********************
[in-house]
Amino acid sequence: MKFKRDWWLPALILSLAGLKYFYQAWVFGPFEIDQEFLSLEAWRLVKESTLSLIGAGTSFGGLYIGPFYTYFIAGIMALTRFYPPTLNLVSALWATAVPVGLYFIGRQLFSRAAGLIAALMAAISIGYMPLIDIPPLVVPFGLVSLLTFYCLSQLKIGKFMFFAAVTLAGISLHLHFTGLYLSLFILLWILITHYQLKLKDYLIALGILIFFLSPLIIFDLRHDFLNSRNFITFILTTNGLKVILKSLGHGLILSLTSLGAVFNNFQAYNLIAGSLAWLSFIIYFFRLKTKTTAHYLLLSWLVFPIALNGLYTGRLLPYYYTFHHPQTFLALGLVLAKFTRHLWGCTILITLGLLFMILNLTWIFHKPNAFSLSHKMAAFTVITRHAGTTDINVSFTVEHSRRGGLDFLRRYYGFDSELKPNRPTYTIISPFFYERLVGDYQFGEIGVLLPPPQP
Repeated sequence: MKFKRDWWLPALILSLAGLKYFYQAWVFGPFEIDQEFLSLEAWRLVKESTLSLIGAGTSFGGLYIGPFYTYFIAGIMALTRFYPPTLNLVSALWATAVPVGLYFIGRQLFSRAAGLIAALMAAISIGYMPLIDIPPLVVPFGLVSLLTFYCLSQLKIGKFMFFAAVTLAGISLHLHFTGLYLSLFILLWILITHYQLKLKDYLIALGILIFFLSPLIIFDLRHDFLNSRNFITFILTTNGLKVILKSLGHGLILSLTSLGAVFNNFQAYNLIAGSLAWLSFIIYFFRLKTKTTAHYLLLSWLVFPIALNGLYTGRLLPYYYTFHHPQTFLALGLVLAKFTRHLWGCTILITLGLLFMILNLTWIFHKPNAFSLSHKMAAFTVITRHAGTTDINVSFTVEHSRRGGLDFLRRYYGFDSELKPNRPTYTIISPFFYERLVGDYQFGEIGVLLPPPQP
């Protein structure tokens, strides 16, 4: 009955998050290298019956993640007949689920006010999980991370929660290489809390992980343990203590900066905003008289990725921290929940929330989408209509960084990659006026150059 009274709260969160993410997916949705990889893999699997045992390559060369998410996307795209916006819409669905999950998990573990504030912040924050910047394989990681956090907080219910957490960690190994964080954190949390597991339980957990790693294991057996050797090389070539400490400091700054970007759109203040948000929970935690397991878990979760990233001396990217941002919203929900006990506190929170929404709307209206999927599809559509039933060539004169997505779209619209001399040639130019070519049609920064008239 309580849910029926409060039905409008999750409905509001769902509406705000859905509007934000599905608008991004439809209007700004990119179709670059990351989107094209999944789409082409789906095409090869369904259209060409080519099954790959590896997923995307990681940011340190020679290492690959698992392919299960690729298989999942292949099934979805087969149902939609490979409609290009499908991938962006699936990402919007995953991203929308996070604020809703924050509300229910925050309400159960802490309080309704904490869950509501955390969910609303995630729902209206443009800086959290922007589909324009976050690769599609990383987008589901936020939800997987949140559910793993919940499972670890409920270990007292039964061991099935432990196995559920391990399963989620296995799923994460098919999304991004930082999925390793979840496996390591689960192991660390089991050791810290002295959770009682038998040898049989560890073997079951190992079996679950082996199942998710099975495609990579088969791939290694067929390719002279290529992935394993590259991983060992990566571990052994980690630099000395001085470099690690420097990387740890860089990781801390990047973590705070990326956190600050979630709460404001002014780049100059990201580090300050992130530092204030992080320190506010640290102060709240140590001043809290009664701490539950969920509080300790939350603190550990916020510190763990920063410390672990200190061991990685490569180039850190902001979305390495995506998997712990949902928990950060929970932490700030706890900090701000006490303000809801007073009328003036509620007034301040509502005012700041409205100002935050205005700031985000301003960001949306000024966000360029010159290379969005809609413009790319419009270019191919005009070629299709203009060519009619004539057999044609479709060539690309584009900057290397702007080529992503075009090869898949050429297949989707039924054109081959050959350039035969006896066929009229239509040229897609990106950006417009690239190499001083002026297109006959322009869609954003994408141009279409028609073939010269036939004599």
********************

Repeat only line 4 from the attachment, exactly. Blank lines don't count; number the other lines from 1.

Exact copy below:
């Protein structure tokens, strides 16, 4: 009955998050290298019956993640007949689920006010999980991370929660290489809390992980343990203590900066905003008289990725921290929940929330989408209509960084990659006026150059 009274709260969160993410997916949705990889893999699997045992390559060369998410996307795209916006819409669905999950998990573990504030912040924050910047394989990681956090907080219910957490960690190994964080954190949390597991339980957990790693294991057996050797090389070539400490400091700054970007759109203040948000929970935690397991878990979760990233001396990217941002919203929900006990506190929170929404709307209206999927599809559509039933060539004169997505779209619209001399040639130019070519049609920064008239 309580849910029926409060039905409008999750409905509001769902509406705000859905509007934000599905608008991004439809209007700004990119179709670059990351989107094209999944789409082409789906095409090869369904259209060409080519099954790959590896997923995307990681940011340190020679290492690959698992392919299960690729298989999942292949099934979805087969149902939609490979409609290009499908991938962006699936990402919007995953991203929308996070604020809703924050509300229910925050309400159960802490309080309704904490869950509501955390969910609303995630729902209206443009800086959290922007589909324009976050690769599609990383987008589901936020939800997987949140559910793993919940499972670890409920270990007292039964061991099935432990196995559920391990399963989620296995799923994460098919999304991004930082999925390793979840496996390591689960192991660390089991050791810290002295959770009682038998040898049989560890073997079951190992079996679950082996199942998710099975495609990579088969791939290694067929390719002279290529992935394993590259991983060992990566571990052994980690630099000395001085470099690690420097990387740890860089990781801390990047973590705070990326956190600050979630709460404001002014780049100059990201580090300050992130530092204030992080320190506010640290102060709240140590001043809290009664701490539950969920509080300790939350603190550990916020510190763990920063410390672990200190061991990685490569180039850190902001979305390495995506998997712990949902928990950060929970932490700030706890900090701000006490303000809801007073009328003036509620007034301040509502005012700041409205100002935050205005700031985000301003960001949306000024966000360029010159290379969005809609413009790319419009270019191919005009070629299709203009060519009619004539057999044609479709060539690309584009900057290397702007080529992503075009090869898949050429297949989707039924054109081959050959350039035969006896066929009229239509040229897609990106950006417009690239190499001083002026297109006959322009869609954003994408141009279409028609073939010269036939004599």